Armenia’s new prime minister, Nikol Pashinyan, sensibly avoided foreign policy issues during his protest campaign. As his new government takes office, this will be a harder balancing act, nowhere more so than with the part-foreign, part-domestic issue of Karabakh. He is right to be wary: in the 1990s the conflict in Karabakh was the undoing of several leaders on both sides of the divide.
Recent history has seen surges of public euphoria on both sides. Azerbaijan’s army, in the ‘four-day war’ of 2–5 April 2016, reclaimed occupied territory for the first time since 1994. Armenia’s Velvet Revolution has fired up Armenians to believe that anything is possible. But expectations need to be tempered.
Credibility and institutional memory
Pashinyan has a number of short-term challenges. National security has traditionally been seen as the liberal opposition’s Achilles’ heel in Armenia. This explains his prioritization of a visit – his first ‘international’ trip as leader – to the disputed territory on his first day as prime minister on 9 May.
Just as important as buffing up security credentials is managing handover. Since the late 1990s the Armenian-Azerbaijani talks have narrowed to a tight huddle involving only presidents and foreign ministers. Without teams of negotiators, envoys or backchannels, a large amount of highly sensitive institutional memory is concentrated in just a few individuals. When these change, the process is vulnerable.
Baku is likely to want to move quickly, perhaps with a view to resetting parameters before Pashinyan’s team have had time to cover their brief. The current peace proposal, known as the Madrid Principles, has already been updated a number of times. When, as a former senior negotiator puts it, the negotiations are not about substance but ‘which document should be the basis of our talks’, institutional memory is a crucial resource. Yerevan is consequently likely to want to take its time.
The end of the ‘Karabakh clan’?
Armenia’s Velvet Revolution also takes Azerbaijan out of its comfort zone. This is because for the first time in 20 years, Armenia has a leader who is not a native of Karabakh.
The idea that Armenia has been chafing under the rule of a hardline faction from Karabakh has been a mainstay of Azerbaijani analysis for two decades. The ‘Karabakh clan’ entered the analytical orthodoxy about the conflict after former Karabakh Armenian leader Robert Kocharian became Armenia’s president in 1998.
The idea lived on in references to former president Serzh Sargsyan as the ‘last of the Mohicans’: the last member of a ruling elite born in the crucible of the Karabakh war. Sargsyan’s resignation was hailed by the Azerbaijani Ministry of Foreign Affairs, who announced on 24 April that they were looking forward to negotiating with ‘sensible political forces’.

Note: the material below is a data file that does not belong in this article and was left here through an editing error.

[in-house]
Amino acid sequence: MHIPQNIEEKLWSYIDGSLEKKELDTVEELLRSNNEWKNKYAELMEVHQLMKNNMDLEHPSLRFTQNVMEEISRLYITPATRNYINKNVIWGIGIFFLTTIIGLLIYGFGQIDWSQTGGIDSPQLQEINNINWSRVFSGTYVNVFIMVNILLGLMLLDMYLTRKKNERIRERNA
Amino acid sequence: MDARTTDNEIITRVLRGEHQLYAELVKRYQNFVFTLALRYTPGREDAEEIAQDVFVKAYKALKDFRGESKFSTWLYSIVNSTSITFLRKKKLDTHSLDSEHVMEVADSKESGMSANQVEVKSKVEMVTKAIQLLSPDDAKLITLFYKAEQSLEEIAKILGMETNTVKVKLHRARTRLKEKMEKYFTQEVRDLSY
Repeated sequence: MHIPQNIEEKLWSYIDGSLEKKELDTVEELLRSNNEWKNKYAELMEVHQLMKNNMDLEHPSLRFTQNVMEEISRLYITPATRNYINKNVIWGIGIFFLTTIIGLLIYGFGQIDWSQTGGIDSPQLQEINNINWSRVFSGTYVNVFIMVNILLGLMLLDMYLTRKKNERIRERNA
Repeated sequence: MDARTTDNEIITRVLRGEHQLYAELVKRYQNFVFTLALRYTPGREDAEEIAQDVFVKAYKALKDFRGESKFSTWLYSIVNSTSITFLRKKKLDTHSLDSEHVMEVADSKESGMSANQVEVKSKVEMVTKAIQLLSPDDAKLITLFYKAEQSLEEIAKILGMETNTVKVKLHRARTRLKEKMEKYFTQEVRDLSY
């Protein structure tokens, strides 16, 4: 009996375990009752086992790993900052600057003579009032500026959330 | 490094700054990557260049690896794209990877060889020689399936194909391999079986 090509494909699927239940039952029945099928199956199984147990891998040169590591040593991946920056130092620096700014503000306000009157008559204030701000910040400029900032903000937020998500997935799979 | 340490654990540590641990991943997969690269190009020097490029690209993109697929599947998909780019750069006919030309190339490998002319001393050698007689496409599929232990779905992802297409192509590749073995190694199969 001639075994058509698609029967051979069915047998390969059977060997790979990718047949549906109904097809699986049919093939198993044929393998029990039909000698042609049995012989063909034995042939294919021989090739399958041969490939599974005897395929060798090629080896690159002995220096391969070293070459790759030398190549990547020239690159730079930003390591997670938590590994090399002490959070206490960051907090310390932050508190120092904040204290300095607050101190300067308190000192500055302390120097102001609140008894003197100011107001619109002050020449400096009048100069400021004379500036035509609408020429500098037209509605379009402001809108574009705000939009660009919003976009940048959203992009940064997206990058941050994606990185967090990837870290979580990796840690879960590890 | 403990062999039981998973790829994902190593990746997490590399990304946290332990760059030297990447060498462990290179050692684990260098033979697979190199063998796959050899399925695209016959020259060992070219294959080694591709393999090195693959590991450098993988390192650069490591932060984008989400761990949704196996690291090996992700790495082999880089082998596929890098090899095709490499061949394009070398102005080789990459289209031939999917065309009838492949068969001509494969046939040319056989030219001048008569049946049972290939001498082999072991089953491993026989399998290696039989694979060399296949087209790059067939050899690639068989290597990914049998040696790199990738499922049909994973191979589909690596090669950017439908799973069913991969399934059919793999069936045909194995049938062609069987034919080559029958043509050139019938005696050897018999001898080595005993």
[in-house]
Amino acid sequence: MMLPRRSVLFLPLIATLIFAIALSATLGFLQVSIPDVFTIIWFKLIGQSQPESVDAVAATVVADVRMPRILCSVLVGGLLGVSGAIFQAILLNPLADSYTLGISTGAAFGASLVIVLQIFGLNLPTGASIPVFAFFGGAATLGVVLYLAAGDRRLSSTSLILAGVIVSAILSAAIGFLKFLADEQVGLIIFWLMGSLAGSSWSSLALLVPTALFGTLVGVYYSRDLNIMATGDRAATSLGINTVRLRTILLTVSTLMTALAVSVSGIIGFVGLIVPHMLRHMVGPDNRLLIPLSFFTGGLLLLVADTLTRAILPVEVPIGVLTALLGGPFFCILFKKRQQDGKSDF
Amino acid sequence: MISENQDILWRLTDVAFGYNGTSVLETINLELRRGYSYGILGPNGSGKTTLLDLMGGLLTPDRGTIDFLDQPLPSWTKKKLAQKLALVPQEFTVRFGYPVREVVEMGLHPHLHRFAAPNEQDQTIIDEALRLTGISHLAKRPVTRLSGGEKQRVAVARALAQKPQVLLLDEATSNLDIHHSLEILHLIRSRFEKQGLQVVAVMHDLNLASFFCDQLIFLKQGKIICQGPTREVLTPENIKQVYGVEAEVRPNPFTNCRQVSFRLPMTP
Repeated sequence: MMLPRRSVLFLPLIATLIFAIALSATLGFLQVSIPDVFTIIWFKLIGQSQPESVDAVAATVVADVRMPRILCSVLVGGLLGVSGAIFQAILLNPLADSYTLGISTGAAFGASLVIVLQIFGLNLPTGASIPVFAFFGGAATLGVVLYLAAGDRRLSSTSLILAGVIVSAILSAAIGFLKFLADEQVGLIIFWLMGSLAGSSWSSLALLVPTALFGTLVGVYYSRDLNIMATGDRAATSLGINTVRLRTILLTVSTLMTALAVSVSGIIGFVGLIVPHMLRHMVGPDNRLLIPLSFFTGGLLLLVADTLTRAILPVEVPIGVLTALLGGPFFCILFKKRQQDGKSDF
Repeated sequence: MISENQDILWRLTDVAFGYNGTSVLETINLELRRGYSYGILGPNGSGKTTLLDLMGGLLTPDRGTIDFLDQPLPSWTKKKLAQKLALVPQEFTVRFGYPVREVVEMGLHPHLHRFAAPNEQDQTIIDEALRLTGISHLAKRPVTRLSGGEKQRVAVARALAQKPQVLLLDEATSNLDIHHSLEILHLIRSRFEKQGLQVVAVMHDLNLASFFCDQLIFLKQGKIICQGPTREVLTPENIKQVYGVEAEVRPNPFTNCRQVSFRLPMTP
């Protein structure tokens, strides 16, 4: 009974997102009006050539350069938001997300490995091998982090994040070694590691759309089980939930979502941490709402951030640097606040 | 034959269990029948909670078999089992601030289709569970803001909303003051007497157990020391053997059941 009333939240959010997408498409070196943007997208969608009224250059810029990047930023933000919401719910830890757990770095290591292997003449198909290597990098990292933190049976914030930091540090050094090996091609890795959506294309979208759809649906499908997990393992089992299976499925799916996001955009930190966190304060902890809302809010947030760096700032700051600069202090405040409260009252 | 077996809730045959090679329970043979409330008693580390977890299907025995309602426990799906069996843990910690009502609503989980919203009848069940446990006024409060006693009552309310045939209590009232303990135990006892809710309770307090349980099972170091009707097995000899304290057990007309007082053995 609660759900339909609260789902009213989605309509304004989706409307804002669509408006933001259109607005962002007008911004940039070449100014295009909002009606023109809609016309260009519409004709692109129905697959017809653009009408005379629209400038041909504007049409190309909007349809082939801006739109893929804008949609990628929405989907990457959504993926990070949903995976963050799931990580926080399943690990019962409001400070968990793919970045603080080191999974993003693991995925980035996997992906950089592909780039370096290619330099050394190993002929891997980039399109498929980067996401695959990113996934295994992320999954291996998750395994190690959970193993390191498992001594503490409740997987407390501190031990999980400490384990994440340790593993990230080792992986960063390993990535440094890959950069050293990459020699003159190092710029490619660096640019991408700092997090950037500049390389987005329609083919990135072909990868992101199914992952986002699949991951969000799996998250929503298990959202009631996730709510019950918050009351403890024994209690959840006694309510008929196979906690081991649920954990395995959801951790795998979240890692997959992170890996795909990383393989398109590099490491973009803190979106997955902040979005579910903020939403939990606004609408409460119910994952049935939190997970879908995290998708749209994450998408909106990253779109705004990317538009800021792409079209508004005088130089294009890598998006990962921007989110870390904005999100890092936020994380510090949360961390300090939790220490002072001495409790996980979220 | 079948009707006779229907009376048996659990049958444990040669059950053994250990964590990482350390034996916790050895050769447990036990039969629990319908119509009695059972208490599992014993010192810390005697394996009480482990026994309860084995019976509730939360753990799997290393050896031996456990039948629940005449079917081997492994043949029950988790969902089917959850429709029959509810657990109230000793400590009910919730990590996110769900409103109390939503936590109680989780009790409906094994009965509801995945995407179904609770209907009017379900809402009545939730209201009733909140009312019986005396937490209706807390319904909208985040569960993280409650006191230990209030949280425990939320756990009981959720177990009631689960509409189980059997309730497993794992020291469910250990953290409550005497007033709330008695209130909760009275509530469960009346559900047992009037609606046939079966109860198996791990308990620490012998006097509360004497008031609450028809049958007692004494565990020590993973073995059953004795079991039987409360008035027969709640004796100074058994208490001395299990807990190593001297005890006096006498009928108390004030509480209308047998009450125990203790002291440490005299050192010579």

The ‘Karabakh clan’ is an attractive notion when looking for easy answers to the impasse of the last 20 years. Remove the clan, so this thinking goes, and unblock the negotiations. Tempting as this may sound, it is wishful thinking.
Karabakh Armenians, living near the frontline, have unsurprisingly always held more hardline views against territorial concessions as part of a peace package. But Armenia has been catching up.
In the mid-2000s, around two-thirds of Armenia’s population was willing to consider the return of occupied territories as part of an overall deal. But after 2016’s four-day war that had dropped to less than 10 per cent in 2017. Rather than the last of the Mohicans, Baku confronts an attitude more akin to ‘we are all Mohicans now’. Public opinion on Karabakh has always mattered, even to authoritarian leaders. But it will even harder to ignore for a democratic leadership in Armenia.
Reconciling compliant and augmented Armenias
Pashinyan’s key long-term challenge is reconciling two different visions of Armenia that have vied with one another since independence.
The first is ‘compliant Armenia’, the internationally recognized state that seeks integration into the wider world and to fulfil the country’s early democratic promise. The other is the ‘augmented Armenia’ that grew out of the unification movement with Karabakh, and which includes not only Karabakh but also – as on almost any map you see in Armenia today – the territories occupied in 1992–94.
Over the last 20 years, the formal politics of a compliant Armenia consistently conceded to the informal politics of augmented Armenia. The argument that only they could provide for the latter’s security embedded and protected a former veteran elite and their clients among Armenia’s oligarchs. Their claims to provide for augmented Armenia’s security were hit hard by the violence of April 2016. Today there is a significant opportunity to redefine the meaning of security in Armenia, from strongmen to strong institutions.
Strongmen have benefited – indeed encouraged – a narrow peace process that they can control. One step towards managing the contradictions between compliant and augmented Armenias would be for Karabakh Armenians to speak for themselves in the Minsk Group talks. This is hardly new: Armenians – and the Azerbaijani minority displaced from Karabakh in 1992 – participated in the talks as interested parties in the mid-1990s.
Baku – fearful of tacit recognition – bristles at any suggestion of dialogue with the de facto authorities in the disputed territory, just as the latter bristle at any suggestion of dialogue with Azerbaijanis displaced from the lands under their control. One may not be possible without the other.
Yet the inclusion of these voices in the negotiations is essential for Nikol Pashinyan, or any Armenian leader following him, to define the borders of the political community to whom they are ultimately accountable. And that, ultimately, is also in Azerbaijan’s interest.
Laurence Broers, Associate Fellow, Russia and Eurasia Programme.